‘A TRAGEDY WITH JESTING WORDS’

Fortalitium scientiae, das ist: die unfehlbare, volkommeliche, unerschätzliche Kunst aller Künsten und Magnalien, welche allen … Pansophiae studiosis … die Brüderschafft des Rosencreutzes zu eröffnen gesandt. 

[Nuremberg,] 1617. 

8vo, ff. [23], [1 (blank)]; a very good copy, disbound, with a later pastepaper spine; housed in a red cloth clamshell box.

£2850

Approximately:
US $3578€3335

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Fortalitium scientiae, das ist: die unfehlbare, volkommeliche, unerschätzliche Kunst aller Künsten und Magnalien, welche allen … Pansophiae studiosis … die Brüderschafft des Rosencreutzes zu eröffnen gesandt. 

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First edition of this provocative tract on Rosicrucianism and alchemy presenting arguments both for and against the Order, purportedly written by the 562-year-old fictitious Rosicrucian, Hugo de Alverda. 

Friedrich Grick, private tutor at Altdorf, prolific pamphleteer, and author of more than fifteen Rosicrucian tracts, was perhaps the most peculiar participant in the catalogue of publications about the Brotherhood, with the present work following swiftly on the heels of the two Rosicrucian manifestos published between 1610 and 1615, Fama Fraternitatis Rosae Crucis and Confessio Fraternitatis.  His publications conspicuously alternate between defending Rosicrucianism (under the pseudonym of Ireneus Agnostus) and attacking it (as F.G. Menapius).  These conflicting views at times appear alongside one another, as in the present collection.  While his previous work appears to treat the Rosicrucian production of gold allegorically (referring to spiritual love), in Fortalitium scientiae he ties the Brotherhood explicitly with alchemical experimentation, stating his belief in the Philosopher’s stone, the supposed origin of his extraordinary lifespan.  Yet in other passages he offers nonsensical alchemical formulae, in clear mockery.  Including three letters of the pseudonymous F.G. Menapius attacking Rosicrucianism, the collection might be read as a learned debate or a text in intellectual conflict.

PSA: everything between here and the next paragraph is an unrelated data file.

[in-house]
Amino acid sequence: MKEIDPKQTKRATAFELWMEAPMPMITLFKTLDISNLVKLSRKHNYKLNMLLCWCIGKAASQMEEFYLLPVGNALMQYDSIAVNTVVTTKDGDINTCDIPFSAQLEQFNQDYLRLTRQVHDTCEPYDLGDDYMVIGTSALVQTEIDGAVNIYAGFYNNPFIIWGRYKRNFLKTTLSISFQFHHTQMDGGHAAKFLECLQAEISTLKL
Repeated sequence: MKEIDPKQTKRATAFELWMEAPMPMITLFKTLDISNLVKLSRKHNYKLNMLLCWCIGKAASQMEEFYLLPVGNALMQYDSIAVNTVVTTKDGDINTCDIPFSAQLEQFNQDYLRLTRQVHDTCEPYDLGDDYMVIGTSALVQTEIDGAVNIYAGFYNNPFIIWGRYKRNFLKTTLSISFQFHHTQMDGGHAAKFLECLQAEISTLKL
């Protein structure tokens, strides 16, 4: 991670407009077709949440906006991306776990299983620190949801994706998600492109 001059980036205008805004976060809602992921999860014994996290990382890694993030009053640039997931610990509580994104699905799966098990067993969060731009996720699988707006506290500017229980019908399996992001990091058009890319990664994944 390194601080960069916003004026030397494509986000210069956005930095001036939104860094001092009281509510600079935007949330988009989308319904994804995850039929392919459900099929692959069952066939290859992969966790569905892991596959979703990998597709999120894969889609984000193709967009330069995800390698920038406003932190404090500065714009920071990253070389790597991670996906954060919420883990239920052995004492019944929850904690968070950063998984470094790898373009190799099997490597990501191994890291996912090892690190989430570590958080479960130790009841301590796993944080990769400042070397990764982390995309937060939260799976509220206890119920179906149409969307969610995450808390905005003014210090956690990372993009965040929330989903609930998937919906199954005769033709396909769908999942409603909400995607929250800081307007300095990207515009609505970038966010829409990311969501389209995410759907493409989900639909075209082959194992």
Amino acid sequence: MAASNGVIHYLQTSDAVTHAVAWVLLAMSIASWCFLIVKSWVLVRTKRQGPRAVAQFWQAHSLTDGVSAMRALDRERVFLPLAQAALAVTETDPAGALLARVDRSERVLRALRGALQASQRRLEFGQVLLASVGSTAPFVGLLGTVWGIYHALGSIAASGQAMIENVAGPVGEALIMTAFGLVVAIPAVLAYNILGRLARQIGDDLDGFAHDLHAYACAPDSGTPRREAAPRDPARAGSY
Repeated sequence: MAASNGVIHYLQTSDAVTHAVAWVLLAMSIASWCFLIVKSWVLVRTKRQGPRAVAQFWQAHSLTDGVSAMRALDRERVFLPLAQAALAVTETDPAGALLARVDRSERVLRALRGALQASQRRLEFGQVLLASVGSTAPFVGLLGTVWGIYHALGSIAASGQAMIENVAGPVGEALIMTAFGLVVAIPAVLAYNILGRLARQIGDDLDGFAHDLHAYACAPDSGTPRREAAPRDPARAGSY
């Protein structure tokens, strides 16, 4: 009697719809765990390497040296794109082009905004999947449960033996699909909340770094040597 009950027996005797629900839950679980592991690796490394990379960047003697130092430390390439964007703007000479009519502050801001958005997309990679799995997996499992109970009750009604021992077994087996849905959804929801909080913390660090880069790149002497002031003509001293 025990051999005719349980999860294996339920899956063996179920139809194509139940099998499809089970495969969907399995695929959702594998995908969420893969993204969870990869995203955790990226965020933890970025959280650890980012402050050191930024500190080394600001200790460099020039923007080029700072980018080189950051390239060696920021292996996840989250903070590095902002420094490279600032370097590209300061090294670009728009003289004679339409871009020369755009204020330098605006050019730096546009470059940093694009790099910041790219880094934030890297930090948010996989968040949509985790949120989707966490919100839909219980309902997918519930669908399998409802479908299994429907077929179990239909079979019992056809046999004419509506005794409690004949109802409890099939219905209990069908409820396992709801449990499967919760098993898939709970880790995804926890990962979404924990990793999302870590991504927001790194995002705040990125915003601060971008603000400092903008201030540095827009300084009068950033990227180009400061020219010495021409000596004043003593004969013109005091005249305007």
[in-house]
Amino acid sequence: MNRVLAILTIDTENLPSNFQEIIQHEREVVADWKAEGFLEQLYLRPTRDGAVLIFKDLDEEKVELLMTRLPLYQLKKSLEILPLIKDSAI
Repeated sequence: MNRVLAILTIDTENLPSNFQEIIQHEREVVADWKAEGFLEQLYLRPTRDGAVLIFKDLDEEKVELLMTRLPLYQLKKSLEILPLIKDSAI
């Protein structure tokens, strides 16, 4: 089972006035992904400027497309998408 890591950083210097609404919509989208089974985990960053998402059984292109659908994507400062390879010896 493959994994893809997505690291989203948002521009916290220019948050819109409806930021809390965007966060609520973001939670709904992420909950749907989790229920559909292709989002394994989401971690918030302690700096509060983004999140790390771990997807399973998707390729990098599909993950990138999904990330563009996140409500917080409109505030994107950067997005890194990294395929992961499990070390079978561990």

In later life, Grick elucidated his prevarication, writing “The author of the Fama and Confessio is a great and illustrious man whom I originally took for a mad or capricious innovator; for this reason I set myself against him and wrote the Fortalitum Scientiae but when my first writing saw the light I learned that I had written a tragedy with jesting words and, at least with the curious, had provoked judgement and condemnation” (trans. McIntosh, pp. 35-36). 

Wolfstieg, Bibl. der freimaurerischen Lit., 42322.  See McIntosh, The Rosicrucians: The History, Mythology, and Rituals of an Esoteric Order (1998). 

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